Within the Japan-style scenario, market cycles still occur, but the episodes are typically milder and shorter. For example, risk assets rose off the back of very accommodative central banks and synchronised global growth in 2017, before being dragged back down by the Federal Reserve reversal on monetary policy. Similarly, we believe that the global economy will experience a positive mini-reflationary cycle in the coming months – and investors need a tactical response to capitalise on it before it fades away
Vaccine delivers a shot-in-the-arm for risk assetsTuesday, 12/01/2020
Although the global economy remains mired in a ‘Japanification’ scenario – the prevailing state of lower rates and slower growth – positive news of a Covid-19 vaccine was a boost for risk assets. In the short-term, this could trigger an acceleration in both growth and inflation (reflation). If this materialises, investors should capitalise on the temporary shift, before we return to the deeper, more profound de- flationary cycle.
Reflation requires coordinated global growth and a supportive policy environment. As optimism around a post-Covid return to normal sweeps through markets and economic data adjusts accordingly, we expect these conditions to transpire over the next six months. However, evaluating the impact of the second wave of Covid-19 will be crucial before we can be sure of a reflation.
Flexible in fixed income
Acknowledging the rising possibility of a reflation, we have tactically increased risk exposure through our fixed income allocation. We have reinforced our bias to hard currency emerging market debt, which has lagged the credit recovery so far. Spreads are attractive compared to the broader market and emerging market assets should benefit from a reflation scenario. A combination of global growth, higher risk appetite and a softer dollar is the sweet spot for emerging market debt.
In addition, to counter the rising probability of interest rate increases and steepening yield curves in a global growth environment, we have further reduced duration in the portfolios. We did this by selling long-dated positions, notably US treasuries, as the US curve appears most prone to a bear steepening. We also took some profits on long-dated corporate bonds, as valuations become less appealing.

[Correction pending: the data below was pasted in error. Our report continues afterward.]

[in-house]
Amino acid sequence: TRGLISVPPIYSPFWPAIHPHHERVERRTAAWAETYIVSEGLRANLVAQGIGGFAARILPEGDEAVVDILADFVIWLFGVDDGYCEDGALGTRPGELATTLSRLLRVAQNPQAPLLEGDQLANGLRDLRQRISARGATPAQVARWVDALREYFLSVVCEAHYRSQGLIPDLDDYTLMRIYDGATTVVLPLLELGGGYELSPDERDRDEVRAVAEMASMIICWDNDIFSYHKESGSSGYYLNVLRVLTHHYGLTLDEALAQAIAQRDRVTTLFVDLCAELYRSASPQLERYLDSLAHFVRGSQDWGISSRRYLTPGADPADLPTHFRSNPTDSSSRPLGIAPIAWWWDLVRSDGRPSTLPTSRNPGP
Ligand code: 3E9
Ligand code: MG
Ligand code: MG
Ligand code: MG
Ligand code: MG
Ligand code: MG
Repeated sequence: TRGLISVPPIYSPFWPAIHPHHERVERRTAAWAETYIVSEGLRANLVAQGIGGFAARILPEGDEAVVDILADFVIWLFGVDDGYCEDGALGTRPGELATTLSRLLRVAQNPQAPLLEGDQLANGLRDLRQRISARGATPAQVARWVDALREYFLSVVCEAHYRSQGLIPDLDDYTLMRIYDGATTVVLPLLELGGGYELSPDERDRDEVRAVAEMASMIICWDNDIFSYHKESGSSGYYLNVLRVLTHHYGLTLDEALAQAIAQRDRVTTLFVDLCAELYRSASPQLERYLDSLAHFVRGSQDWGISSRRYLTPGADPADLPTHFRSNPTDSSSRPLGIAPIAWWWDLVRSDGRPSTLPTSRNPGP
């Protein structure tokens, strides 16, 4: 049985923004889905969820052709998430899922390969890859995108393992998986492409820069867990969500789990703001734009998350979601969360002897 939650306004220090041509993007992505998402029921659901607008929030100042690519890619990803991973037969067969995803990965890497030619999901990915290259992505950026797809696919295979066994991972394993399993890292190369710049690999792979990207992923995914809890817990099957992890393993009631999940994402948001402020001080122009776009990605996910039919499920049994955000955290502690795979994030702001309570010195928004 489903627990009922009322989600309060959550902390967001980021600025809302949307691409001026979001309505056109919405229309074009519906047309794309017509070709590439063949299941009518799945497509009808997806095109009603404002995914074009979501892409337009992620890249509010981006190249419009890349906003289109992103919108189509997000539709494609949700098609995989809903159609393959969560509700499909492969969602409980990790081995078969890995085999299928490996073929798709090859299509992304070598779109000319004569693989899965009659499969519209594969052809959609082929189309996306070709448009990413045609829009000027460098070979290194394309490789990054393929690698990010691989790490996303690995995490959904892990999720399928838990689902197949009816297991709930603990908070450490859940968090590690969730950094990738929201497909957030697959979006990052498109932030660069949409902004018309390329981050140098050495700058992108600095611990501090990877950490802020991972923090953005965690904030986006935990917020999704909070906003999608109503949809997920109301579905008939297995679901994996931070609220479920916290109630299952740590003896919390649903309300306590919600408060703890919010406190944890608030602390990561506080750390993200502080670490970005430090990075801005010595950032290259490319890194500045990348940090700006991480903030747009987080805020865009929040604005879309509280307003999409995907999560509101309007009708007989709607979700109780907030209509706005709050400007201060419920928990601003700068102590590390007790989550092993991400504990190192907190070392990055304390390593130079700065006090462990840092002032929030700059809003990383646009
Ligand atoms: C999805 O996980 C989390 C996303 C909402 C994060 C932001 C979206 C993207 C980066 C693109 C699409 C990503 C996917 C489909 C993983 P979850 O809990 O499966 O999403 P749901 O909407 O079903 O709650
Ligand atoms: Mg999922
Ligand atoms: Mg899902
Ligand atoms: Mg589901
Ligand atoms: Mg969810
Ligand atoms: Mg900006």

However, credit remains attractive compared to cash and government bonds in the risk-on environment, and we have implemented hedges that allow us to maintain some exposure to credit spreads while containing the impact of a potential rise in rates. We still have a mild preference for high yield, with attractive valuations, but the deterioration in credit fundamentals warrants remaining selective.
By reacting to shifts in economic dynamics through tactical moves like these – taking advantage of expected mini-cycles in asset prices – we are able to generate positive performance despite the low rate environment – even on negative yielding assets. Dynamic asset allocation and tactical positioning are key for navigating the current environment of very low rates, as this allows us to capitalise on even the shortest and mildest of reflationary cycles.
Dynamic approach to equities
On the equities side, we are also preparing to make strategic adjustments. Given our conviction we will ultimately return to a Japan-like scenario, we do not believe value can sustainably outperform growth. However, if the impact of the second wave of Covid-19 is relatively mild and coordinated global growth is reignited, there will be an opportunity to tactically increase our cyclical exposure in the short term to drive alpha within the portfolios.
While our portfolios have a growth bias, we also have some cyclicality in the equity allocation – so we will not be wrong- footed if a rotation materialises early. Our overweight to quality companies includes some industrial names and other more cyclical stocks. If we see confirmation of positive global growth, we will look to increase cyclicality in the portfolios in the short term. Core eurozone equity markets, such as France and Germany, are particularly attractive given the super-low rate context in Europe.
Meanwhile, structurally, we are increasing our exposure to emerging markets – specifically China, as we see long-term potential for the country to catch up to developed market peers. Chinese equities, which have lagged for the last five years, are currently benefiting from the low-rate environment and global growth pickup, in addition to the authoritarian government’s handling of the Covid-19 pandemic. The country has not witnessed a second wave of infections, and liquidity injections and fiscal support have boosted domestic credit growth. We are playing this through a combination of ETFs, to provide us with exposure to Hong Kong listed giants, such as Alibaba and JD.com, as well as domestic A-shares, which are less dependent on the foreign environment.
Within the Japanification framework, reflationary episodes will occur. While these events will create short-term volatility, they also provide valuable windows for multi-asset portfolio managers to dynamically deliver additional alpha. At SYZ, we embrace these opportunities to demonstrate the value of active management.
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